Hong Kong-born adoptee wins fight for Chinese nationality
Maggie Cheung was born and raised in Hong Kong but until she applied for a passport she had no idea she wasn't actually Chinese
Maggie Cheung was born in Hong Kong, her parents are Hongkongers, she speaks perfect Cantonese, holds a Hong Kong identity card and a Chinese home return permit, but it took media pressure for the government to grant her Chinese nationality.
After filing her application a year ago, the Immigration Department finally approved her application to become a Chinese national on Friday, following questions raised by the Sunday Morning Post over the case.
Cheung was born to a Pakistani woman in Hong Kong 24 years ago, but her mother abandoned her. She was fostered by a Chinese family when she was three months old and was legally adopted by the same family when she was three.
The young woman studied at a local school and then progressed to Chinese University where she studied for a bachelor's degree in physical education and sports science.
Two years ago she had a chance to take part in an exchange programme in Britain, so she went to apply for a passport.
She was shocked to be told she was not a naturalised Chinese and was only given a document of identity for visa purposes, in which the section concerning her nationality was left blank, indicating she was stateless.
"I really struggled psychologically when I found out that while I recognise myself as a Hongkonger, the law does not," she recalled. She regards herself as a Hong Kong citizen and her identity card carries three stars - indicating her permanent residency.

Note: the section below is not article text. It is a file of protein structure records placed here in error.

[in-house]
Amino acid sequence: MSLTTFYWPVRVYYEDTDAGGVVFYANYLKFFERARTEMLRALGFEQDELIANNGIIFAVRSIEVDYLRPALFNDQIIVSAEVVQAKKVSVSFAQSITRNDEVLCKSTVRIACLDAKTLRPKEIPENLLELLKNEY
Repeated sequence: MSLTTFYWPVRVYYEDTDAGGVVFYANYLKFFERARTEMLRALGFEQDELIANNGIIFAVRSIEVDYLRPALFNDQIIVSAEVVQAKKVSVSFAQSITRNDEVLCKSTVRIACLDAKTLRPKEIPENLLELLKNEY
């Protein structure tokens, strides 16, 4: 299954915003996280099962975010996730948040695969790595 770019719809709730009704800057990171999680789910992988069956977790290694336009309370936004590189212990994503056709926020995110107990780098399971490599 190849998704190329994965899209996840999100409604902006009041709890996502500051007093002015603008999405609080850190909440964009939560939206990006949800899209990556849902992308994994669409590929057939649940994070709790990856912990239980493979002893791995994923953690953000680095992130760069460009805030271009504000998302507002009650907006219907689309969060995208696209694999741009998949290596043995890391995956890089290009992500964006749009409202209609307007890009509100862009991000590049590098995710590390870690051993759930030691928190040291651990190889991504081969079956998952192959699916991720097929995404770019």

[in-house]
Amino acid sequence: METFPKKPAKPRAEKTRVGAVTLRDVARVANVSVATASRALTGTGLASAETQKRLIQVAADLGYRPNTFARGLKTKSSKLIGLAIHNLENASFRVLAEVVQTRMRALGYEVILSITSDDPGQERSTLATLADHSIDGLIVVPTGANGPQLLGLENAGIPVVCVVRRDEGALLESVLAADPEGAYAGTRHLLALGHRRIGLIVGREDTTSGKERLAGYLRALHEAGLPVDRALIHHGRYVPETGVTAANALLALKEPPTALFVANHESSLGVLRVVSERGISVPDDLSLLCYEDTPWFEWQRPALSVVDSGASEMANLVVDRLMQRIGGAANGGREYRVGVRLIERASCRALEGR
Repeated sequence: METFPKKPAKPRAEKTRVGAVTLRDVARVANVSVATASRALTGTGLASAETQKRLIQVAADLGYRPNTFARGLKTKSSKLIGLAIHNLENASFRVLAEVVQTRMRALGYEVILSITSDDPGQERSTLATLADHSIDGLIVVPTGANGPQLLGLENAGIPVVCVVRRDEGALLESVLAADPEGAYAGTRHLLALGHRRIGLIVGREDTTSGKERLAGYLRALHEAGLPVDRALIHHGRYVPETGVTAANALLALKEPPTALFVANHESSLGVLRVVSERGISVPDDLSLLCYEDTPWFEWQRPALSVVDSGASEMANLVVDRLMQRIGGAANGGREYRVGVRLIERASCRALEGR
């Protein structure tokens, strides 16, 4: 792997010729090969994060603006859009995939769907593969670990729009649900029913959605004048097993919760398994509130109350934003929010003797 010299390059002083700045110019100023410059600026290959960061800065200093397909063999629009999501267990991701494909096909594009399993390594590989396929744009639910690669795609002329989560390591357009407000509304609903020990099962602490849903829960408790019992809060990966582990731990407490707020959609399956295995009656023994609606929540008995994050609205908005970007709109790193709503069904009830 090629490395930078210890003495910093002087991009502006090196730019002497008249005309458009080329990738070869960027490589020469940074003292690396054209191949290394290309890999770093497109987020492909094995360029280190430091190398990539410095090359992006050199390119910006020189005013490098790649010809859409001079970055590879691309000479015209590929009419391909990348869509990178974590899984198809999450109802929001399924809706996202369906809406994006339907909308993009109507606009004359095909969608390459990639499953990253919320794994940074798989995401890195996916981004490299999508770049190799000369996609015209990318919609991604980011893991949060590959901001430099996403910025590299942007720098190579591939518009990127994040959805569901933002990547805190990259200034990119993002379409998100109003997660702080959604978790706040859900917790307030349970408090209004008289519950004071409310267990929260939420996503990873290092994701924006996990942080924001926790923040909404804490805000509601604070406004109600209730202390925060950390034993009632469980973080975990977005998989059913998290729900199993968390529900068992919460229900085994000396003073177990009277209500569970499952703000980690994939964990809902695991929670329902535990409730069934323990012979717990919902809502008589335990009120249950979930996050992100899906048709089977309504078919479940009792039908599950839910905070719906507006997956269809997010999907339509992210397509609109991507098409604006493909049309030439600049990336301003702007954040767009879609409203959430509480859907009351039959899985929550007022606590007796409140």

After being given the document of identity she tried to apply for naturalisation but was told her chances were slim as she did not have a stable income. Cheung, who now teaches liberal studies in a secondary school in Tseung Kwan O, formally filed an application last year after she became a teacher.
On Friday that application was approved.
"I am really disappointed," she said.
"So the government actually works that way - it approves an application when [the] media file inquiries. It is not credible at all and the system is very problematic."
She has yet to receive a written notice of the approval.
According to the Convention Relating to the Status of Stateless Persons, to which Hong Kong is a signatory, contracting states "shall as far as possible facilitate the assimilation and naturalisation of stateless persons".
Law Yuk-kai, director of independent rights organisation Human Rights Monitor, said the government had an international obligation to solve Cheung's nationality issue when she was legally recognised as an adopted child - following the nationality of her adoptive parents according to international practice.
"She has a home return permit, meaning even the Chinese government recognised her as a Chinese national, or else how can she return 'home' [to the mainland]?" he said.
Foreigners or stateless persons holding Hong Kong permanent residency can only apply for the home return permit when they have been naturalised, according to the website of the China Travel Service, which issued the permits.
Barrister and former lawmaker Margaret Ng Ngoi-yee, now a member of the non-government organisation Hong Kong Unison, agreed, saying Chinese law states that adopted children should be treated the same as one's own children and should be given Chinese nationality if their parents are Chinese.
Cheung is the fourth person with an ethnic minority background reported by the Post as having had trouble with their naturalisation applications.
However, Ocean Park chairman Allan Zeman, district councillor Paul Zimmerman and former director general of InvestHK Michael Rowse were all successfully naturalised.
"It would not cost the director of immigration anything to write an open statement once again to reassure everybody that 'we do apply the rule consistently and actually there is no racial bias'," said Equal Opportunities Commission chairperson Lam Woon-kwong.
He added that matters concerning immigration were exempted under the racial discrimination ordinance.
Fermi Wong Wai-fun, executive director of Hong Kong Unison, which helps ethnic minorities, said she would write to Secretary for Security Lai Tung-kwok this week with about 10 similar cases and if he failed to give a positive response, she would launch a judicial review against the naturalisation system.
An Immigration Department spokesman refused to comment on individual cases.